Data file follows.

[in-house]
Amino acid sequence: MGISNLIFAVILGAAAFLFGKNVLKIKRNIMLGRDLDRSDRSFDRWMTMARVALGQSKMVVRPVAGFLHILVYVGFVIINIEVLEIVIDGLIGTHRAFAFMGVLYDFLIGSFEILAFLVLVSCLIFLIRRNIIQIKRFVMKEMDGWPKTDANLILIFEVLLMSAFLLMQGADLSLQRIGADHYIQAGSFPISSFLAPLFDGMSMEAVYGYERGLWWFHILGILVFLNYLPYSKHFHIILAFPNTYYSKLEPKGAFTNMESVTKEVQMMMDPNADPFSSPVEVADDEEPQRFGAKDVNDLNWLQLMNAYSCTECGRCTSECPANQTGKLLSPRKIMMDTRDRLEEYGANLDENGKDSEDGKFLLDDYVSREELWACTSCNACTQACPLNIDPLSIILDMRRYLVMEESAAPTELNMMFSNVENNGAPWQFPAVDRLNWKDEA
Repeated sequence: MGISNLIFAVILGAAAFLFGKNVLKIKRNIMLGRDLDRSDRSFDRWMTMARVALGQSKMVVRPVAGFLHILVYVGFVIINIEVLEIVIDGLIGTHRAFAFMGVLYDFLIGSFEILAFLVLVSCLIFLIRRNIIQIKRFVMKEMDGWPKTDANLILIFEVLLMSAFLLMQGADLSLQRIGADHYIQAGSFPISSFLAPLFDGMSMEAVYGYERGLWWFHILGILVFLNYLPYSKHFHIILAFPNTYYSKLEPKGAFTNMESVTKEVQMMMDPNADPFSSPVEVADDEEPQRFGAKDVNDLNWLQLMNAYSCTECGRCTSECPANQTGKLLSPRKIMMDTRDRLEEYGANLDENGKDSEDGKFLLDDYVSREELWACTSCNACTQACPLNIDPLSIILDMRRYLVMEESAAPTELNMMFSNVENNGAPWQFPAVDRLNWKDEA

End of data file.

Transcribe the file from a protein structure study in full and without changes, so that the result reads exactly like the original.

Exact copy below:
[in-house]
Amino acid sequence: MGISNLIFAVILGAAAFLFGKNVLKIKRNIMLGRDLDRSDRSFDRWMTMARVALGQSKMVVRPVAGFLHILVYVGFVIINIEVLEIVIDGLIGTHRAFAFMGVLYDFLIGSFEILAFLVLVSCLIFLIRRNIIQIKRFVMKEMDGWPKTDANLILIFEVLLMSAFLLMQGADLSLQRIGADHYIQAGSFPISSFLAPLFDGMSMEAVYGYERGLWWFHILGILVFLNYLPYSKHFHIILAFPNTYYSKLEPKGAFTNMESVTKEVQMMMDPNADPFSSPVEVADDEEPQRFGAKDVNDLNWLQLMNAYSCTECGRCTSECPANQTGKLLSPRKIMMDTRDRLEEYGANLDENGKDSEDGKFLLDDYVSREELWACTSCNACTQACPLNIDPLSIILDMRRYLVMEESAAPTELNMMFSNVENNGAPWQFPAVDRLNWKDEA
Repeated sequence: MGISNLIFAVILGAAAFLFGKNVLKIKRNIMLGRDLDRSDRSFDRWMTMARVALGQSKMVVRPVAGFLHILVYVGFVIINIEVLEIVIDGLIGTHRAFAFMGVLYDFLIGSFEILAFLVLVSCLIFLIRRNIIQIKRFVMKEMDGWPKTDANLILIFEVLLMSAFLLMQGADLSLQRIGADHYIQAGSFPISSFLAPLFDGMSMEAVYGYERGLWWFHILGILVFLNYLPYSKHFHIILAFPNTYYSKLEPKGAFTNMESVTKEVQMMMDPNADPFSSPVEVADDEEPQRFGAKDVNDLNWLQLMNAYSCTECGRCTSECPANQTGKLLSPRKIMMDTRDRLEEYGANLDENGKDSEDGKFLLDDYVSREELWACTSCNACTQACPLNIDPLSIILDMRRYLVMEESAAPTELNMMFSNVENNGAPWQFPAVDRLNWKDEA